PA’s Safe2Say Program Fields over 40,000 Tips in First Year (January 20, 2020)

Last week,  after one year of operation of the Safe2Say program, which was created following Governor Wolf’s signing of Act 44 in 2018, Attorney General Josh Shapiro announced that Safe2Say Something PA has reached 40,382 tips from on the state’s anonymous reporting system for schools, students, and community members. Of those tips, 6,847 were categorized as ‘life-safety,’ whereby a life was in danger.

Attorney General Shapiro reported that most tips have been about mental health, not school violence  and he re-emphasized the need for additional funding to expand mental health services in schools and “to ensure there is at least one mental health counselor in every school building in PA.” The top five categories of tips received during Safe2Say’s first year were:

  1. Bullying/Cyber Bullying,
  2. Cutting/Self-Harm,
  3. Suicide/Suicide Ideation,
  4. Drug Use/Distribution/Possession, and
  5. Depression/Anxiety.

Students and community members can submit tips at www.Safe2Saypa.org; through the Safe2Say Something PA app; or by phone at 844-Safe2Say (844-723-2729). Most of the 40,382 tips were received through the app (32,998), while 6,512 tips came through the website, and 872 tips were submitted by phone to the crisis management center.

Act 76 Makes Changes to Career and Technical Ed Nomenclature (January 18, 2020)

Act 76 of 2019 amends the Public School Code of 1949 by replacing references to “Vocational-Technical” with “Career and Technical” and “Vocational” with “Career and Technical.”  References to “Vocation” is replaced with “Career and Technical.”  References to Vocational School Districts are deleted, and the State Board for Vocational Education is renamed the State Board of Career and Technical Education.  These changes are effective December 29, 2019.

PDE is in the process of updating documents and its website to reflect the changes.

All vocational certificates that are currently issued and will be issued in the future will now say “Career and Technical” in place of “Vocational.” The change in title does not affect any aspect of the certificate holder’s certification other than the change in language on the certificate.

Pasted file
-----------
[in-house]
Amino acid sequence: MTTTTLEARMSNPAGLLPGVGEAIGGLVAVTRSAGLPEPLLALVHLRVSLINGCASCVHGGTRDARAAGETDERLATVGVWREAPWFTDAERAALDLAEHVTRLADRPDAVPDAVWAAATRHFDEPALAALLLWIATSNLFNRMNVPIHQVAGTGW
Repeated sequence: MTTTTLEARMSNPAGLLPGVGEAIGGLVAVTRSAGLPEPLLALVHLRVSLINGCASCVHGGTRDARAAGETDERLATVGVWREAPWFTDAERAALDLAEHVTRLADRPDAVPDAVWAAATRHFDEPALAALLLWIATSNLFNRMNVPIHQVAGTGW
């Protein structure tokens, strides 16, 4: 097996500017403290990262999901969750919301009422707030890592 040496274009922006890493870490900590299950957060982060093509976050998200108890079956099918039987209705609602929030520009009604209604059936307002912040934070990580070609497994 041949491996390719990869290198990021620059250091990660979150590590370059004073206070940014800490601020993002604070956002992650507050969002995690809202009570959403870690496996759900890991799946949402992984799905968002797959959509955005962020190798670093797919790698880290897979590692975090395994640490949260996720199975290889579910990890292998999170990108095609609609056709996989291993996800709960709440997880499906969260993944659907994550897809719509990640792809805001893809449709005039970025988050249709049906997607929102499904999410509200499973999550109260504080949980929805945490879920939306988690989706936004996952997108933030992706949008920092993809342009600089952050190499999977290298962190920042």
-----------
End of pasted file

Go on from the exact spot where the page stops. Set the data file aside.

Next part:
Questions regarding this information should be submitted to Dr. Kerry Helm, Division Chief of Certification Services, Bureau of School Leadership and Teacher Quality, at (717) 525-5560.

HB 2046 Proposes Changes to Act 82 Regarding K-12 Special Ed. Certification (January 11, 2020)

When Act 82 of 2018 was passed, it changed the grade spans and age levels for K-12 Special Education certification instructional certificates in the Commonwealth. Now, PA House Bill 2046 would delay the implementation of that change from December 31, 2021 to December 31, 2022. In addition, a proposed amendment would permit PDE to continue to issue a special education PK-8 or special education 7-12 certification to any student enrolled in a teacher preparation program at an institution of higher education prior to December 31, 2021.

Pennsylvania Launches ‘Reach Out PA: Your Mental Health Matters’ (January 4, 2020)

On January 2, 2020 Governor Tom Wolf announced a focused multi-agency effort and anti-stigma campaign, titled Reach Out PA: Your Mental Health Matters, aimed at expanding resources and the state’s comprehensive support of mental health and related health care priorities. The governor announced several initiatives and reviews the administration will undertake for commonwealth agencies to bolster the effort. Further, over the coming weeks, agencies will announce additional initiatives. The governor was joined by mental health advocates, social workers, educators, military veterans, and cabinet secretaries in making the announcement.